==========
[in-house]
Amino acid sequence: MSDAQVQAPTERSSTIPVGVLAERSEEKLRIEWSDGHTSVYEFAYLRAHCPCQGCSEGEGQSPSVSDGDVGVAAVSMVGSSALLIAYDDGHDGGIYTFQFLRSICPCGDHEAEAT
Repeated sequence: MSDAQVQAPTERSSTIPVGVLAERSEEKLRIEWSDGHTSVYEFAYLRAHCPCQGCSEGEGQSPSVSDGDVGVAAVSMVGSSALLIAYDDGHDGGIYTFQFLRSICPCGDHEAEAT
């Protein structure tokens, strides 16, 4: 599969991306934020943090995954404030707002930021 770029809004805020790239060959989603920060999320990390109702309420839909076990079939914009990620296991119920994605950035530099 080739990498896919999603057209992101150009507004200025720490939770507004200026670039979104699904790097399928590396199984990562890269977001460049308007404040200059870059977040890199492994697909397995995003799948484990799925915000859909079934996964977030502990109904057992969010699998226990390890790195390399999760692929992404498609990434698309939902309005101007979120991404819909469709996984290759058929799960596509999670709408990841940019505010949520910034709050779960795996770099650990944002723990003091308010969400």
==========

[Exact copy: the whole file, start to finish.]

[in-house]
Amino acid sequence: MSDAQVQAPTERSSTIPVGVLAERSEEKLRIEWSDGHTSVYEFAYLRAHCPCQGCSEGEGQSPSVSDGDVGVAAVSMVGSSALLIAYDDGHDGGIYTFQFLRSICPCGDHEAEAT
Repeated sequence: MSDAQVQAPTERSSTIPVGVLAERSEEKLRIEWSDGHTSVYEFAYLRAHCPCQGCSEGEGQSPSVSDGDVGVAAVSMVGSSALLIAYDDGHDGGIYTFQFLRSICPCGDHEAEAT
């Protein structure tokens, strides 16, 4: 599969991306934020943090995954404030707002930021 770029809004805020790239060959989603920060999320990390109702309420839909076990079939914009990620296991119920994605950035530099 080739990498896919999603057209992101150009507004200025720490939770507004200026670039979104699904790097399928590396199984990562890269977001460049308007404040200059870059977040890199492994697909397995995003799948484990799925915000859909079934996964977030502990109904057992969010699998226990390890790195390399999760692929992404498609990434698309939902309005101007979120991404819909469709996984290759058929799960596509999670709408990841940019505010949520910034709050779960795996770099650990944002723990003091308010969400």